Tuesday, February 24, 2009

A biology lesson on AI breeding

I was recently involved in effort to assist in breeding of a setter bitch bred by my friend Mark Hume of Seattle. The owner is located in Wyoming, and I have no facilities for isolated housing of a female in heat - and quite a number of willing males. It seemed that a chilled semen breeding between Ted and this female was the simplest way to get it done. I have no experience with AI (artificial insemination), but located a clinic to assist us through trainer Sheldon Twer. Unfortunately for the owner of the setter female, one of his male Brittanies covered her in a brief moment of opportunity. This happens. We may try again next year.

While poking around on the subject of AI, I also had a conversation with Solon Rhode who offered this (edited) account of his experience breeding by AI.

One breeder’s experience.

We attempted unsuccessfully to breed our Small Munsterlander bitch Janni last June by natural cover. Both Janni and the stud were inexperienced and we did not get a successful tie until late in her cycle, which was over by day 17. I suspect the reason the mating didn’t take was because we missed the fertile window and this is a common cause of breeding failures.

So we decided on her next cycle to try an AI. There are some advantages to AI, one of the main ones is that it increases the choices of stud dogs. It avoids the expense and stress of shipping the bitch, which may not be possible during times extreme weather conditions. One can also use a stud that is no longer fertile or even still alive, if his semen has been stored frozen.

We selected a young male, Zip, imported from Germany as the stud, for he seemed to be a good complement to Janni. Zip lives 1300 miles away, but shipping semen express by air eliminates the distance factor. Near where Zip lives, we found a vet that was a small animal reproduction specialist to handle the semen collection. Because Zip had not been bred before, a test collection was done prior to Janni’s expected heat cycle to verify his sperm quality and its ability to be preserved. We elected to do a breeding with chilled semen, since Zip is a young dog and insemination with chilled semen does not require a surgical procedure, or even sedation of the bitch. Zip’s semen was high quality and stored well with the extender.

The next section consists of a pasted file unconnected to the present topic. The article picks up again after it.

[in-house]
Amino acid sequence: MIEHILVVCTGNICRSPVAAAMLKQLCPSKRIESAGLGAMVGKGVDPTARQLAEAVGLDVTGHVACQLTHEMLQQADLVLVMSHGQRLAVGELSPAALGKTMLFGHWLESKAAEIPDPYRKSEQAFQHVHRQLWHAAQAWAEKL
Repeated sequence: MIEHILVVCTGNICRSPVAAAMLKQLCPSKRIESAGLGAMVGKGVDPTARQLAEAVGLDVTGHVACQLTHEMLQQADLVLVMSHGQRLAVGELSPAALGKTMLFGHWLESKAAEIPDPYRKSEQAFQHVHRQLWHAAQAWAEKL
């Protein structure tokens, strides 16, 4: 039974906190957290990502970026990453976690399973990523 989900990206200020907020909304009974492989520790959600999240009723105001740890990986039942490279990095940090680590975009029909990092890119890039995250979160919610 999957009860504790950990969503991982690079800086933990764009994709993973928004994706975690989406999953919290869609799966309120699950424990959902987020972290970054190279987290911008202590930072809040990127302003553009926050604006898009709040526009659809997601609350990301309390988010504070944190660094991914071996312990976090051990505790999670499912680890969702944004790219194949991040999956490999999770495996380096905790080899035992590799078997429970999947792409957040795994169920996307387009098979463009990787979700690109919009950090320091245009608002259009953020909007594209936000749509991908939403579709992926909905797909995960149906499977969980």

There are many logistical details to be worked out in advance at both ends of the breeding process. The stud owner and vet need to be available on off days for making the collection on sudden notice and I alerted them when Janni went into proestrus. This is important because the optimal time for the insemination is 2 days after ovulation has been determined by progesterone testing (more about that below). Frozen semen has the advantage over chilled semen in that it can be shipped well in advance and stored at the vet until needed. Its disadvantage is it takes a surgical procedure to endoscopically implant it into the uterus. Chilled semen can be put into the uterus trans-cervically using an endoscope too, but that requires some sedation. Our vet says that 90% of the time he can advance a small plastic catheter into the uterus to implant the semen without sedation.